By H G Rahman

KUALA LUMPUR, Malaysia--The COVID-19 pandemic has brought out some of the best and worst of policy making to the fore and Malaysia is no exception.

Front of center of a long list of failed policies introduced or revised since the undemocratic coup against Malaysia’s elected government last year, the arbitrary revisions Malaysia My Second Home (MM2H) program are just another glaring example of policy formulated without thought or reason.

MM2H is a visa initiative introduced by the Malaysian government to promote Malaysia as a positive place to live, for potential residents from abroad. The MM2H scheme provides a renewable multiple-entry visa for successful applicants from around the world.

Initially hailed as a success, there are presently 57,478 MM2H visa holders plus dependents, and Malaysia has seen some RM40.6 billion enter into the country in total from its introduction in 2002 until 2018.

But under the new MM2H eligibility terms, the minimum monthly income was raised 400 percent from RM10,000 to RM40,000.

The minimum fixed deposit was also raised from RM150,000 to RM1 million. Previously at RM350,000, the minimum liquidity requirement is now RM1.5 million.

Yearly visa fees, meanwhile, have been raised from RM90 to RM500. Under the new terms, the duration of an MM2H visa was slashed from 10 years to five years.

What's the rationale?

Considering the benefits to the economy, why then is the Home Ministry drastically changing the terms of this otherwise successful policy, especially at a time of global economic turbulence including Malaysia, which is projected to have 0 percent GDP growth this year.

The ministry’s secretary-general Wan Ahmad Dahlan Abdul Aziz had announced the new MM2H terms and conditions on Aug 11, explaining it was to both stimulate the economy and mitigate local “concerns” about foreign citizens.

“The government understands the rakyat’s concerns and worries about foreign citizens entering the country through the MM2H programme, which is feared to increase the flood of foreigners in Malaysia.

“Therefore, the government has agreed to set a ceiling number for MM2H applicants and dependents at no more than one percent of the total number of Malaysian citizens at one time,” he had said.

Unfortunately Wan Ahmad Dahlan does not seem very capable at basic maths. 1 percent of Malayisans makes up some 319,000 individuals while the program has a maximum of 1/6th of that number at best.

Of course he does not have an explanation as to why this paltry number of foreigners and expatriates is somehow “disturbing” the locals but the estimated 3 million low-skilled workers from Indonesia, Philippines, Bangladesh, Pakistan and elsewhere, about half of whom are illegal, suppressing wages and grabbing low-rung jobs previously held by locals  and send their earning from Malaysia to their home countries is not “disturbing” the locals.

How is it thistiny number of MM2H visa holders, who bring in money, invest in properties here and typically hold professional jbs or are retirees are considered a “threat” to Malaysians? And just who exactly is flocking here when even the locals are attempting to leave a country that will certainly become a failed state should it continue on this trajectory?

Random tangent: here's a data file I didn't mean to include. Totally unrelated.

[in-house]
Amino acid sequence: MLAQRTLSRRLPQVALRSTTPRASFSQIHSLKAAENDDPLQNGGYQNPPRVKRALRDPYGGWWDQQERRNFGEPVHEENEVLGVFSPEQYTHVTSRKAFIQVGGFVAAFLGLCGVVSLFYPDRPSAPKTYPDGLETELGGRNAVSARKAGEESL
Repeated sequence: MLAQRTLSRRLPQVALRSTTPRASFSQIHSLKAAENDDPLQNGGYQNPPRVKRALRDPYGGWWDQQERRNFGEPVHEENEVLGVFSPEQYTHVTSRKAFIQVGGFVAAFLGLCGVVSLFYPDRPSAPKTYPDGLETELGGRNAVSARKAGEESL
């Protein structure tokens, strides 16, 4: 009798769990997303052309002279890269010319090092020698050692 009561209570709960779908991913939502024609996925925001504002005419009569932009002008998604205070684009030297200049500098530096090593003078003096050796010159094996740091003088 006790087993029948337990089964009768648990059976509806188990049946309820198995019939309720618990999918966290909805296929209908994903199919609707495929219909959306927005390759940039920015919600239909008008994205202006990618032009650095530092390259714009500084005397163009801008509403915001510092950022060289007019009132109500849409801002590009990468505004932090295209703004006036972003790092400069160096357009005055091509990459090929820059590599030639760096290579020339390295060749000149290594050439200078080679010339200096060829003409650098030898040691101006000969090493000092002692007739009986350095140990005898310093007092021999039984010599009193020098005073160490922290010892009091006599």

Criticism locally will be echoed abroad

In a joint statement, Industries Unite (IU) and MM2H Consultants Association (MM2HCA) described the revised terms as shocking, drastic, and unreasonable, adding that some of the conditions are downright unacceptable.

Among their harshest criticism is that the policy will subject existing MM2H holders to all the new requirements explaining that it would be unfair to enforce the new conditions on them as many of the holders have sold their properties in their home countries while contributing to the economy here.

“It is unethical to subject them to the new requirements. This shifting of the goalposts will reduce foreigners’ confidence in our government. Drastic changes will tarnish our image and will make us the laughingstock of the world.

“Many expatriates under the programme are convinced that the government is looking to remove them from the country in light of the new requirements and conditions announced.”

What do people like Wan Ahmad Dahlan and those instructing him to carry out these policies think when these foreigners are forced to leave Malaysia? Will they praise it for having an investment and expat friendly society or are they more likely to tell the world the ugly truth about Malaysia and its current political masters?

What will the vast multinational corporations (MNC) with their billions in foreign direct investments and desire for friendly countries with good infrastructure and skilled workers do when they consider Malaysia versus Thailand, Vietnam and Indonesia?

How will foreign governments, whom Malaysia is dependent on  and beholden to view this blatant exploitation and extortion of their citizens at the hands of what is likely to remain a weak and short lived political construction seeking to push its own version of apartheid against locals and foreigners?

Can Malaysia really afford such a disastrous policy move at this time? Do these policymakers even understand the implications of their actions or is this a simple matter of shoot first and see what happens? Sometimes the only way to learn is the hard way and Malaysia’s current political structure has chosen the hard way indeed.